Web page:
The Child Tax Credit and Defaulted Student Loans

The Child Tax Credit (CTC) program was established in 1997 as a part of the Taxpayer Relief Act to help low-income families. Due to COVID-19, many families experienced unemployment and loss of childcare. The American Rescue Plan (ARPA) of 2021 has expanded the child tax credit. The new plan increases the credit from $2,000 to $3,600 per child under age six and $3,000 per child up to age 17. ARPA also makes the tax credit fully refundable, and half of the payment can be given out monthly for the first six months instead of once per year. 

Unfortunately, student loan borrowers are at a disadvantage. Those who have student loans in default may not be eligible to receive the full payment. If a parent co-signed on a student loan with a dependent child and that child has failed to make payments, the parent is at risk of losing the tax refund. According to the National Consumer Law Center, over five million borrowers in default have a dependent child. Since only half of the credit can be received monthly for six months, the rest is given after taxes are filed in the form of a refund check. Once a federal student loan defaults, the government can begin seizing the money owed, including tax refunds.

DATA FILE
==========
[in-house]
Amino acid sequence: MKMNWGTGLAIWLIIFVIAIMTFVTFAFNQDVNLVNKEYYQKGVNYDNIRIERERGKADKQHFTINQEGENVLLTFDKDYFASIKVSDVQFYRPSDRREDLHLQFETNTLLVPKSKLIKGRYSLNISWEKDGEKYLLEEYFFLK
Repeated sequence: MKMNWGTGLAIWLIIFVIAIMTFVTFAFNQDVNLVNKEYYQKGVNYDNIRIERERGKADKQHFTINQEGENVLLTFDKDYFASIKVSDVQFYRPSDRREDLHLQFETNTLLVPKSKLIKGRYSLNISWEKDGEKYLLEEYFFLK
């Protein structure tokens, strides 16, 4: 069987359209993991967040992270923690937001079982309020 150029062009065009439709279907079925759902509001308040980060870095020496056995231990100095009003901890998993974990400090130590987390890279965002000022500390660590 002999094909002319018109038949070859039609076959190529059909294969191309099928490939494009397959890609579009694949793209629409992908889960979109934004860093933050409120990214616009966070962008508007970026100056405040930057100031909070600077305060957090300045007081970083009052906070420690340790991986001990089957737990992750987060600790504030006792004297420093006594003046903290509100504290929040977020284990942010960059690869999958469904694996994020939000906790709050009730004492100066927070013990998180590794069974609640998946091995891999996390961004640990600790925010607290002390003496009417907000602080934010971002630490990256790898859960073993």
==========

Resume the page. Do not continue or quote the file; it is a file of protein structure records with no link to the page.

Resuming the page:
When the Treasury Department offsets an individual’s federal payments or benefits, it is called a Tax Refund Offset. The offset was suspended but resumed on Sept. 30, 2021, and student loan interest and payment collection will continue on May 1, 2022. This means that the other half of the CTC payment could be hindered as the federal government could intercept the refund check. There are plans to extend the increased Child Tax Credit. 

For most people in default, it is impossible to pay the debt in full. The two main ways to get out of default are loan rehabilitation and consolidation. Loan Rehabilitation starts with agreeing to make nine monthly payments within 20 days of the due date over ten months. The loan holder determines the monthly amount, which depends on annual discretionary income. Discretionary income is total earnings before paying taxes. Once the rehabilitation process is complete, the default status is removed. 

Loan Consolidation results in a Direct Consolidation Loan, which combines federal student loans into one. A Direct Consolidation Loan allows for one payment per month and an extension for repayment. The borrower must choose an income-driven repayment plan or make three consecutive, on-time, full monthly payments. However, this option does not remove the default status. It only makes deferment, forbearance, loan forgiveness, and additional aid possible.